Pinar del Rio Province
Province West of Habana, one of the more special provinces
Center of the
tobacco plantations. A very relaxed province with lots of nature to explore and great hikings, horseback riding, the lovely little town Vinales and the best scuba diving of the Caribbean at Maria La Gorda
del Rio Province Information
thing everybody mention are those weird looking mountains
around Vinales area,
called "Mogotes" In between them the beautiful fields (vegas),
in these fields the best tabaco plants of the world are growing.
Most of this
plantation work happens by hand, from cutting the leaves till
the making of cigars. On these plantations you will notice
a lot of triangle houses without windows, these "Bohios" are
used for the drying of the tabaco leaves surrounded by palm
It is easy
to drive from Habana to Pinar del Rio, because there is a
huge freeway to it. Under the bridges you will see hitch hikers
who would like to have a free ride home. For a foreigner it
will come in very handy to take a Cuban hitch hiker with you,
as he could show you the way, because of the lack of signs
at the road, and again, it is a fanastic occasion for meeting
in the area, visit Jutia and Levisa Keys, off the nothern
coast, and the famous Vueltabajo tabacco fields, inland, where
the best tabacco in the world is grown.
Cities and towns of interest
Pinar del Rio City
of the province of the same name, has museums of natural sciences
and history, the library which once belonged to the poet Dulce
Maria Loynaz del Castillo (winner of the Cervantes Prize in
1992), a distillery that makes Guayabita del Pinar ( a local
drink), a cigar factory with a House of Habanos, a House of
Rum, the Provincial Visual Arts Center and a Troubadours'
del Rio City
province has several world-renowned natural attractions: Vinales
Valley, a part of world natural heritage, with impressive
pincushion hills with rounded tops. It also has one of the
most important cave systems in Latin America and several underground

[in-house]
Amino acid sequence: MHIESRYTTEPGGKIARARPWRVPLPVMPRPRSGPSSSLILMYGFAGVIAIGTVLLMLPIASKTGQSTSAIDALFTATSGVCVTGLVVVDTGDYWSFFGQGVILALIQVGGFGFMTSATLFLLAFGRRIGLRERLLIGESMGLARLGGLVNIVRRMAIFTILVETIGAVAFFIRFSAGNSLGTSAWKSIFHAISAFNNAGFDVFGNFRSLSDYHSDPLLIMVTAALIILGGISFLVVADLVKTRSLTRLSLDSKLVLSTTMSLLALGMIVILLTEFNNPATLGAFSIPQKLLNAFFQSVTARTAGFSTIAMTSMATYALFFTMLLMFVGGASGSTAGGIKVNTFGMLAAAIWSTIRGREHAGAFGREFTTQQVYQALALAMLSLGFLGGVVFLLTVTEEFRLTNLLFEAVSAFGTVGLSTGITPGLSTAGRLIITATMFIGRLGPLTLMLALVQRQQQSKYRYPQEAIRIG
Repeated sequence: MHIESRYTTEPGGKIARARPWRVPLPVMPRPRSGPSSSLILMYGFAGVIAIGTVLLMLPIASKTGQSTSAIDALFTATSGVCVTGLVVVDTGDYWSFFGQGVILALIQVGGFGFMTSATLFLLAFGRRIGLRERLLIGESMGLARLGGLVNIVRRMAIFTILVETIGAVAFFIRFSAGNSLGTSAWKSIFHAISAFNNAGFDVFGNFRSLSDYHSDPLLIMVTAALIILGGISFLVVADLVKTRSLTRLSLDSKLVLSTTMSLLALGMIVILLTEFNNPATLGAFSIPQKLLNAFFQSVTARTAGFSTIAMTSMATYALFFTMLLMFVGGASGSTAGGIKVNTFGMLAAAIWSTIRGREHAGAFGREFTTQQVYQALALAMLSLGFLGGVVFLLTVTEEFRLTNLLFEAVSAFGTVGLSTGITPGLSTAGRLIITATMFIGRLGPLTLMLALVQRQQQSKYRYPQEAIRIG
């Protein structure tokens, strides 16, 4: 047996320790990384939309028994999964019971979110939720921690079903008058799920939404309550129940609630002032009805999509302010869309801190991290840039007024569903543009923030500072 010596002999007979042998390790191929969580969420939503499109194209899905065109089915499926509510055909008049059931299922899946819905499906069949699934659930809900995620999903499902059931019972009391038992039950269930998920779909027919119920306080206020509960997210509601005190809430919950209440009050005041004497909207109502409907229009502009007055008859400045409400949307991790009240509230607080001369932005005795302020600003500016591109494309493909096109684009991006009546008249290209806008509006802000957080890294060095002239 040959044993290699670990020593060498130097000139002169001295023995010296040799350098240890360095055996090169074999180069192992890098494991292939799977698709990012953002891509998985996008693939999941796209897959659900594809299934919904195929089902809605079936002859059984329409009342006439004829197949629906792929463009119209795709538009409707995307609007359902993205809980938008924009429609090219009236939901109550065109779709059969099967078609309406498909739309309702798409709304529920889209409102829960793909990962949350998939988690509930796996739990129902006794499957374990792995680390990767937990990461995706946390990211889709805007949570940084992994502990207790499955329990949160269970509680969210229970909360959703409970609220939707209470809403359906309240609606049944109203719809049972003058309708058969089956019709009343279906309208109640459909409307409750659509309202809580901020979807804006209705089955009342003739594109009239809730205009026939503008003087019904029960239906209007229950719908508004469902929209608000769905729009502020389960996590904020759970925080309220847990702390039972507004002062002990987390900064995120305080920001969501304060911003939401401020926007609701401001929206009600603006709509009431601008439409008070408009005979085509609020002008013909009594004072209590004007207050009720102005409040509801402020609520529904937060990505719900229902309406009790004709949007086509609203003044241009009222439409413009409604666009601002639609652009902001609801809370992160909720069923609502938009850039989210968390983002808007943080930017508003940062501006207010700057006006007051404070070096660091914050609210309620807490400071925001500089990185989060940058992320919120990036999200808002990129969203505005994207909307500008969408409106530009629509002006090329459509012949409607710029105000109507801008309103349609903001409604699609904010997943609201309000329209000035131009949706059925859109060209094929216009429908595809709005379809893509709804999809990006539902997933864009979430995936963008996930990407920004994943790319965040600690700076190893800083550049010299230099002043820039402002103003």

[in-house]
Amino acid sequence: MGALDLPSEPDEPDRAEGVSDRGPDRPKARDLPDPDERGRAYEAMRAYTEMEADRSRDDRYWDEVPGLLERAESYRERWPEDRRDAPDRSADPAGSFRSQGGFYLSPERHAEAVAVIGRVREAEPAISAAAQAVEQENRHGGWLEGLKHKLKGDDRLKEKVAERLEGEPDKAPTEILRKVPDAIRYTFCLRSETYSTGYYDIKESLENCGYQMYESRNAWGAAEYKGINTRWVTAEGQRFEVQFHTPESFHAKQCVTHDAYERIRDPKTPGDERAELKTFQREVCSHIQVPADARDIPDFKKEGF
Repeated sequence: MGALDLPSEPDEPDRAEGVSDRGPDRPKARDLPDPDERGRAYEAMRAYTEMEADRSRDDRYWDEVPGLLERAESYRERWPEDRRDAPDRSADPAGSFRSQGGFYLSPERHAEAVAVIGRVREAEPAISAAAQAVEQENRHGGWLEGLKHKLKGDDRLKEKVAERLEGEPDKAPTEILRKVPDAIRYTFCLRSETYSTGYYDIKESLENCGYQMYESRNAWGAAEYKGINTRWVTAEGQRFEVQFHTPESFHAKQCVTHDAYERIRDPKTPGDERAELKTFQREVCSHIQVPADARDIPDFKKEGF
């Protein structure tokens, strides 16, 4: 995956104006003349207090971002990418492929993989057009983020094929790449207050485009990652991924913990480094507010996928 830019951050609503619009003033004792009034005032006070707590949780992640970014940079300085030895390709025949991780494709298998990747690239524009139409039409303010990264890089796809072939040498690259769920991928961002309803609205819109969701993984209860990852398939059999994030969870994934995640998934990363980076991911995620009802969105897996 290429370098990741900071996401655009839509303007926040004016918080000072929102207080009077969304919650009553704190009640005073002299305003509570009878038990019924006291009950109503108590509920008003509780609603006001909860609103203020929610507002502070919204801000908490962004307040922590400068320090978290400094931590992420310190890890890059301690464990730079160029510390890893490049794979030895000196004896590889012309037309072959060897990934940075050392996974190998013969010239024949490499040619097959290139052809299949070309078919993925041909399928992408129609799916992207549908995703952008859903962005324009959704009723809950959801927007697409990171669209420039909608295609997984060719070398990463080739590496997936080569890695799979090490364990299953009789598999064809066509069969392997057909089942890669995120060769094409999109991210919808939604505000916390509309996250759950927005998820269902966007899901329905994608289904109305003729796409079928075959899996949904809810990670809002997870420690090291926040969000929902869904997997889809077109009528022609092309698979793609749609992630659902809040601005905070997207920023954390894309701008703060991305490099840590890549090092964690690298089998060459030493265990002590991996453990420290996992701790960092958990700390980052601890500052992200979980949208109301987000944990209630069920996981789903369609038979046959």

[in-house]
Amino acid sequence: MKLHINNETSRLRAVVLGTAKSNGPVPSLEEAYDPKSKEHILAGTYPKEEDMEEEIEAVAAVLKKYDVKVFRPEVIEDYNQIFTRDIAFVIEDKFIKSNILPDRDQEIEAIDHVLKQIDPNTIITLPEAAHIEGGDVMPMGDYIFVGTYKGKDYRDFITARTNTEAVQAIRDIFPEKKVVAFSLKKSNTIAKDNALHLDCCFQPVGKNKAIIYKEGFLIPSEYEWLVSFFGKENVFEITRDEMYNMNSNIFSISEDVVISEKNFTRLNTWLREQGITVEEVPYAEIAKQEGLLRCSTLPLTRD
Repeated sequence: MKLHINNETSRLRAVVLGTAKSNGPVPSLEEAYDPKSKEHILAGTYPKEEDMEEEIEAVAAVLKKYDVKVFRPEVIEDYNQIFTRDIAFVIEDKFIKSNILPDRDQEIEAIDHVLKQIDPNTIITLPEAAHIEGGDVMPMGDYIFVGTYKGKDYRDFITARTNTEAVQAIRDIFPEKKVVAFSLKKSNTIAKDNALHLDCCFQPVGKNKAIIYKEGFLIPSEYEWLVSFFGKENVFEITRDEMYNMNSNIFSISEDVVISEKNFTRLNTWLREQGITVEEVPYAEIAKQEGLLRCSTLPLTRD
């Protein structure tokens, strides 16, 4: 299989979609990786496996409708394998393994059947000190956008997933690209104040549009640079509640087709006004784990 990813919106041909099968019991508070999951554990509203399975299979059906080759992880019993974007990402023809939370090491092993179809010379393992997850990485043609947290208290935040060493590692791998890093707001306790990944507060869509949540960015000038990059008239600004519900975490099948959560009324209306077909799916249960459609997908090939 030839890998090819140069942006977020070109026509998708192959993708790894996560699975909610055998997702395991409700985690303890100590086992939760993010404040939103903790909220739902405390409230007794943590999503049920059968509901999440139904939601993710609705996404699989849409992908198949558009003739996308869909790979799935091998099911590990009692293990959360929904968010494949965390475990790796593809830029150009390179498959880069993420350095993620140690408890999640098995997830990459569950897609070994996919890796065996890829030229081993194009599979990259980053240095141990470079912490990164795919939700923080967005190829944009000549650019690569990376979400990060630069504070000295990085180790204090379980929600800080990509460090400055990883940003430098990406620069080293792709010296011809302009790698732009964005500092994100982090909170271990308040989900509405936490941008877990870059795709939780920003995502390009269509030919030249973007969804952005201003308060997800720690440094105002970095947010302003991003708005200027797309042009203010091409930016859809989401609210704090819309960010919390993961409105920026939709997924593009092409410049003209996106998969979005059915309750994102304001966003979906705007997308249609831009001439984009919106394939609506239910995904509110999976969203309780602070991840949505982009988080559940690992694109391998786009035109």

rivers (one of which is navigable). The valley is an excellent
place for hiking, spelunking, bird-watching and other forms
of ecotourism, and the hotels blend in with their surroundings.
See the Mural of Prehistory and try the medical mineral water.
Terrazas (pop. 1200), though not significant in terms of size,
it is certainly one the area's most interesting towns.
area's history of poverty began in the late 18th century when
coffee crops planted by French exiles from Haiti began to
fail. After that, the locals relied on sales of charcoal to
feed and clothe their families. Not only did they become appallingly
poor, but much of the area had been clear-cut, and was ecologically
dead. This area became one of the poorest in the province
of Pinar del Rio.
town of Las Terrazas was founded in the early 1970's to provide
housing for the area's families. The town was designed with
good taste in mind, certainly a welcome change from the functional
but ugly Eastern bloc architecture (example) found in many
recent housing projects.
acting as a model community for progressive land uses and
ecological study, Las Terrazas has recently adapted itself
to host tourists. The type of tourism that this community
hopes to attract is different from that of other parts of
the country, however. The goal is to provide tourists with
an enjoyable stay at the park but not to surround them with
luxury. Thus, the biosphere provides many ways for tourists
staying at hotels near the town to enjoy the area's natural
beauty, such as hiking through the extensive network of trails,
and swimming in los Baños de San Juan. The model of
tourism for Las Terrazas also encourages interaction between
tourists and the people of the area. The overall effect is
to create an enjoyable tourist experience that is not loud,
nor obnoxious, and does not leave the Cubans feeling like
for years after the Revolution, the area was still impoverished
and fully reliant on charcoal exports. The people of this
area were still isolated from the health care and education
that would be necessary to escape the cruel cycle of poverty.
In 1967, noting the area's horrid conditions, the government
established programs of rural development and ecological restoration
in an attempt to renew the community.
to the Agrarian Reform laws, and other projects around the
country, the people were provided with housing and employment.
In return, they were given the responsibility of working to
replant the area's forests. The area's export of charcoal
can now be considered a renewable resource, as only those
trees which are sick, dying, or overcrowded are used for charcoal,
and much replanting is done.
Sierra del Rosario world preserve of the biophere includes
Las Terrazas Tourist Complex, a rural community boasting
scores of craftsmen and artists the ruins of many old French
coffee plantations, rivers which are excellent for swimming,
an ecological hotel, well-conserved forests of notable biodeversity
which conyain many endemic species of trees, the Soroa orchid
gardens, with over 700 species of orchides from all over the
world and 100 from Cuba, in addition to around 6000 species
of other ornamental plants, and a beautiful waterfall 72 feet
(22 m) high.